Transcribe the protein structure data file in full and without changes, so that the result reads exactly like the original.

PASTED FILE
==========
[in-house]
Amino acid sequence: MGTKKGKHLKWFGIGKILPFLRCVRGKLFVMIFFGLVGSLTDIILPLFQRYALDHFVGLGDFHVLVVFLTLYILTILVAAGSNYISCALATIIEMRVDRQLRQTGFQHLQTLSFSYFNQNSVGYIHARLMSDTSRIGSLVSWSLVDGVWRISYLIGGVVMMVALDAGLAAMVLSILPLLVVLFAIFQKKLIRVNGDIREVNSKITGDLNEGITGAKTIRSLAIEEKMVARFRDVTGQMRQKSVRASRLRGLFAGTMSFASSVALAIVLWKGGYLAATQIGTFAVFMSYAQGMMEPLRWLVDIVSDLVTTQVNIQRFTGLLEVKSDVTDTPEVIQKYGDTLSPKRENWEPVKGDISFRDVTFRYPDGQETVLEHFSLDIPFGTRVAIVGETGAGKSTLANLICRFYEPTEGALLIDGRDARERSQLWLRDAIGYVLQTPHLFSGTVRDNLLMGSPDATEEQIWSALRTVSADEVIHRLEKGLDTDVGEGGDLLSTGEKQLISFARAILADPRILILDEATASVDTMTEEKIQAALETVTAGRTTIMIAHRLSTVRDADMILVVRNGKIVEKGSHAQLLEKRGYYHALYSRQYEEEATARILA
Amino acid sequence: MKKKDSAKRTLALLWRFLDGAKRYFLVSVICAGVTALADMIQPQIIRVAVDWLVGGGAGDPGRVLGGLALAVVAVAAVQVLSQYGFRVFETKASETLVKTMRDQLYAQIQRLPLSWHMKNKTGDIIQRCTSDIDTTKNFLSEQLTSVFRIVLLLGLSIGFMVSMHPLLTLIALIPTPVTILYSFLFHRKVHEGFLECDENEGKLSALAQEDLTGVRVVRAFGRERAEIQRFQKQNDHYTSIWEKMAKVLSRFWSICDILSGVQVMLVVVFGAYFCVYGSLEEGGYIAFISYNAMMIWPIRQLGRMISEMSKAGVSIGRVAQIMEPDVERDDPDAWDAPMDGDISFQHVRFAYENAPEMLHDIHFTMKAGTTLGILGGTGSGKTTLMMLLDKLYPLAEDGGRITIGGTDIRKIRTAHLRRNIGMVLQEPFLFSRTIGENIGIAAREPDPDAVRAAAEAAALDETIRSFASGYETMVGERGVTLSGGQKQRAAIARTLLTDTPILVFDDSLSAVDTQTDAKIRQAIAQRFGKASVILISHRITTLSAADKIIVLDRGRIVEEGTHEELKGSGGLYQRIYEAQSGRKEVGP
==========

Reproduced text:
[in-house]
Amino acid sequence: MGTKKGKHLKWFGIGKILPFLRCVRGKLFVMIFFGLVGSLTDIILPLFQRYALDHFVGLGDFHVLVVFLTLYILTILVAAGSNYISCALATIIEMRVDRQLRQTGFQHLQTLSFSYFNQNSVGYIHARLMSDTSRIGSLVSWSLVDGVWRISYLIGGVVMMVALDAGLAAMVLSILPLLVVLFAIFQKKLIRVNGDIREVNSKITGDLNEGITGAKTIRSLAIEEKMVARFRDVTGQMRQKSVRASRLRGLFAGTMSFASSVALAIVLWKGGYLAATQIGTFAVFMSYAQGMMEPLRWLVDIVSDLVTTQVNIQRFTGLLEVKSDVTDTPEVIQKYGDTLSPKRENWEPVKGDISFRDVTFRYPDGQETVLEHFSLDIPFGTRVAIVGETGAGKSTLANLICRFYEPTEGALLIDGRDARERSQLWLRDAIGYVLQTPHLFSGTVRDNLLMGSPDATEEQIWSALRTVSADEVIHRLEKGLDTDVGEGGDLLSTGEKQLISFARAILADPRILILDEATASVDTMTEEKIQAALETVTAGRTTIMIAHRLSTVRDADMILVVRNGKIVEKGSHAQLLEKRGYYHALYSRQYEEEATARILA
Amino acid sequence: MKKKDSAKRTLALLWRFLDGAKRYFLVSVICAGVTALADMIQPQIIRVAVDWLVGGGAGDPGRVLGGLALAVVAVAAVQVLSQYGFRVFETKASETLVKTMRDQLYAQIQRLPLSWHMKNKTGDIIQRCTSDIDTTKNFLSEQLTSVFRIVLLLGLSIGFMVSMHPLLTLIALIPTPVTILYSFLFHRKVHEGFLECDENEGKLSALAQEDLTGVRVVRAFGRERAEIQRFQKQNDHYTSIWEKMAKVLSRFWSICDILSGVQVMLVVVFGAYFCVYGSLEEGGYIAFISYNAMMIWPIRQLGRMISEMSKAGVSIGRVAQIMEPDVERDDPDAWDAPMDGDISFQHVRFAYENAPEMLHDIHFTMKAGTTLGILGGTGSGKTTLMMLLDKLYPLAEDGGRITIGGTDIRKIRTAHLRRNIGMVLQEPFLFSRTIGENIGIAAREPDPDAVRAAAEAAALDETIRSFASGYETMVGERGVTLSGGQKQRAAIARTLLTDTPILVFDDSLSAVDTQTDAKIRQAIAQRFGKASVILISHRITTLSAADKIIVLDRGRIVEEGTHEELKGSGGLYQRIYEAQSGRKEVGP